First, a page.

Regarding my recent EDN article "Not all EMC Engineers are Bald", several readers wrote asking how I determined the average career lifetime for digital engineers. You should know that my figure is supported by few, if any, facts, but here they are nevertheless. I developed this information in the process of researching the market for technical books and magazine articles.
- EDN magazine surveys indicate the total available market of practicing digital engineers at any one point is somewhere in the range of 70,000 to 100,000 (this information is about 3 years old).
- Colleges and universities worldwide graduate 10,000 - 14,000 digital engineers each year. Do the math.
- The IEEE does surveys every year that have the whole story. I'm remembering the last one I saw in Spectrum from a l--o--n--g time ago had a 7 year expected career lifetime and I think it's getting shorter.
- Few digital engineers are bald :-) In my experience working with (literally) hundreds of companies what happens to digital folks eventually is that they move to management, marketing, or go get an MBA. A few flame out to become artists or ski instructors (no offense meant, but that seems a waste of raw brainpower).
The major factor responsible for our collectively short career span is the lack of training. With the rapid evolution of technology digital engineers cannot keep current without massive amounts of on-the-job education. Unfortunately, the tight schedule in most development departments leaves no time for training. Compounding our difficulties is the executive-level perception that as long as universities pump out enough qualified designers there isn't a problem. Well, maybe not for management, but if you want to keep doing the job you love to do you'd better keep educating yourself. Nobody else is going to do it for you.
ESR of regulator output capacitor
Rodrigo Rodriguez at Siemans:
How can the ESR of a bulk capacitor (tantalum or electrolytic capacitor) affect a linear voltage regulator? The capacitor I am thinking of is used at the output of a linear voltage regulator. This capacitor is used to stabilize the output voltage. Voltage regulator suppliers suggest, for example, that ESR of the capacitor must be less than 10 ohms to assure a stable voltage at the output.
Thank you very much,
Thanks for your interest in High-Speed Digital Design.
The interaction between the ESR of the load capacitor and the performance of your linear regulator is a matter of analyzing the stability of the feedback network used to control the regulator. As with many linear systems, the regulator uses a high degree of feedback in its control loop. The stability of the resulting circuit hinges crucially upon the type of load applied to the output of the linear amplifier. By restricting the ESR of the capacitor, the manufacturer ensures that the phase response of your load remains within the range over which the linear amplifier won't oscillate.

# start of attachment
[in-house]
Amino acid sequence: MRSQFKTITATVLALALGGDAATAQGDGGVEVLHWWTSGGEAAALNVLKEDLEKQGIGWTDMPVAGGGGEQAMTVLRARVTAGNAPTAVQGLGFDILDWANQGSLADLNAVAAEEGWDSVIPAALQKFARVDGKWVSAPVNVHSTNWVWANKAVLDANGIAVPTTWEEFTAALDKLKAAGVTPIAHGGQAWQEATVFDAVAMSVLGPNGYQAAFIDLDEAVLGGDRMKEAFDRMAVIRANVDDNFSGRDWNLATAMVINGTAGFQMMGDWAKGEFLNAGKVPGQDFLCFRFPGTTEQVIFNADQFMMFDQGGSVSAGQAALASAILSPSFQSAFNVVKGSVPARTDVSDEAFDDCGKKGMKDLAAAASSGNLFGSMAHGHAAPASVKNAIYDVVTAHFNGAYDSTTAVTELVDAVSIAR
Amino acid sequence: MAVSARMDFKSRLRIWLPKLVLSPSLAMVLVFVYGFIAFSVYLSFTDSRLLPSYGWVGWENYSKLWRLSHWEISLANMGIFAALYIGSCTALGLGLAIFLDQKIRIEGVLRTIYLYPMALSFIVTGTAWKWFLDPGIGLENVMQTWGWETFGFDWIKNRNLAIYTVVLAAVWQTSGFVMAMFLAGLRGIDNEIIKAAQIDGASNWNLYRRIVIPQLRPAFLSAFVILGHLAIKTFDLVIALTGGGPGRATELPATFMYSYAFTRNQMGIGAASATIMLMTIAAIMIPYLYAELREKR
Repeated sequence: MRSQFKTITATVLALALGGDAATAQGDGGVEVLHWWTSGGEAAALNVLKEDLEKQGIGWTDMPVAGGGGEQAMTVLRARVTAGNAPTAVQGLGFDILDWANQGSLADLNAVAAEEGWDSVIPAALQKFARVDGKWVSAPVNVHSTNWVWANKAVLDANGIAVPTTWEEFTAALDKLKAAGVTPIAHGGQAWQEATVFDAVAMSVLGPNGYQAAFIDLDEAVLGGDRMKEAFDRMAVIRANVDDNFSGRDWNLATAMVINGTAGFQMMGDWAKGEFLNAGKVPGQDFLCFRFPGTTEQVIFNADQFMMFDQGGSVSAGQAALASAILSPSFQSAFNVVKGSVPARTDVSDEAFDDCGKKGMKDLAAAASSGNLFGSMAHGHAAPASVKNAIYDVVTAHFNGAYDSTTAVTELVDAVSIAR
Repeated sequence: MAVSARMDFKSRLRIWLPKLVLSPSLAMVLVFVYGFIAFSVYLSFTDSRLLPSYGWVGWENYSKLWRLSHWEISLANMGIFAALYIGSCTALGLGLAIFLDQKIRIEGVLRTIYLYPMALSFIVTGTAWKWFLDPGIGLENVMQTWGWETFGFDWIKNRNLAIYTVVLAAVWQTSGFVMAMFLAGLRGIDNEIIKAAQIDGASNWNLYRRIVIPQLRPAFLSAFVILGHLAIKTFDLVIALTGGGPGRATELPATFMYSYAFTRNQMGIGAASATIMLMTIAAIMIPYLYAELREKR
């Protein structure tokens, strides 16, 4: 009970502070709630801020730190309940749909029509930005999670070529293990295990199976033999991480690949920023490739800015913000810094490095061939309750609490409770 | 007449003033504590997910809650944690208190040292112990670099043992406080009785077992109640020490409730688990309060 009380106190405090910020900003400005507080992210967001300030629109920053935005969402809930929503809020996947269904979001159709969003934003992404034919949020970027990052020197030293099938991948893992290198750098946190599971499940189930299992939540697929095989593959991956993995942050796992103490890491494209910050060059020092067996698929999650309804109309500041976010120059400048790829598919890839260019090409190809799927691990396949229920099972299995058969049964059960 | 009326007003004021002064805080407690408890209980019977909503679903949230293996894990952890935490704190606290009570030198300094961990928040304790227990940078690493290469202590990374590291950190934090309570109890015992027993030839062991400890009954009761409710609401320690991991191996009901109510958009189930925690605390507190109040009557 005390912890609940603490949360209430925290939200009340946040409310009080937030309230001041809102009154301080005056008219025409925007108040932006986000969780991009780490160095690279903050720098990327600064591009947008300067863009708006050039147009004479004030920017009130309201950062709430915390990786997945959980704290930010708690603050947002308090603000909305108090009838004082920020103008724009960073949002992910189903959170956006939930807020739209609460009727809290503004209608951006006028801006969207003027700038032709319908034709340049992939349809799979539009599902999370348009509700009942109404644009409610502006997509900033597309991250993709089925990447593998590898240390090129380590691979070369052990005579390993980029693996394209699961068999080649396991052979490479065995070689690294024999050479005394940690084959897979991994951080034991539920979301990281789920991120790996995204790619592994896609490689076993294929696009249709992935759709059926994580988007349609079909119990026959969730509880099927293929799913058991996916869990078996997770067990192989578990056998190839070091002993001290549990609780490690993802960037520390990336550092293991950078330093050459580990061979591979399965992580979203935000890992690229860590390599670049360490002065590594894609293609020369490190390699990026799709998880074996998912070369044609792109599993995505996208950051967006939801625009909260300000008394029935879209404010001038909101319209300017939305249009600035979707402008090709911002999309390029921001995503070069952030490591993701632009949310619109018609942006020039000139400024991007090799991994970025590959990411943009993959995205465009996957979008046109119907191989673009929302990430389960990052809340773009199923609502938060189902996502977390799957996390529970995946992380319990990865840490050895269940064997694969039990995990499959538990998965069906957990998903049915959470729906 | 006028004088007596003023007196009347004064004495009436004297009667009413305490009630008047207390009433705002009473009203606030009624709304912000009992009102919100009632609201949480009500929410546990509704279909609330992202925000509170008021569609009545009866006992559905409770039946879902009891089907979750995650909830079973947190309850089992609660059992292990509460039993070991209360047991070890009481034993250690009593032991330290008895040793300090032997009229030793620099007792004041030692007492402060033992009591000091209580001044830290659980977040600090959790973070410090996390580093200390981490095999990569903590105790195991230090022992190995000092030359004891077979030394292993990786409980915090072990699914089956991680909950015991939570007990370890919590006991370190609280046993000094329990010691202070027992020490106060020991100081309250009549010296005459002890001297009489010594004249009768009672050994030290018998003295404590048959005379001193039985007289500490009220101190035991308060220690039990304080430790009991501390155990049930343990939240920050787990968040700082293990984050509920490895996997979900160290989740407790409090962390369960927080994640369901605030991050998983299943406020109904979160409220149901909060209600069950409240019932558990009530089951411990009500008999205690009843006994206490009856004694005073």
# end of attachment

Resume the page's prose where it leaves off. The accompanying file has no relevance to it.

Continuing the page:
You can test the importance of the ESR by connecting a few ohms in series with your bypass capacitor. If there are no other loads present (no other bypass caps or anything) the linear regulator may oscillate in a spectacular fashion. Sometimes the oscillation persists only briefly before the regulator burns out. This is one of those cool demonstrations I wish I could do in my public seminars (but it's not safe!).
Regulator instability was a big problem in the days of old two-layer board design. In a two-layer board you don't have the luxury of using solid power and ground planes, so the capacitors all hook up to the regulator with long traces. The impedance that the regulator sees in such a board is determined almost entirely by the closest capacitor. The specs on that first capacitor therefore become crucial.
In a modern multilayer board with (possibly several) power and ground planes the impedance that the regulator sees is more a function of the entire array of bypass capacitors. Depending on the exact properties of the internal feedback loop within the regulator, you may in some cases get away without have a bulk decoupling capacitor at all. Still, I suggest you follow the manufacturers recommendations as that should produce a design that is always stable.
Dr. Howard Johnson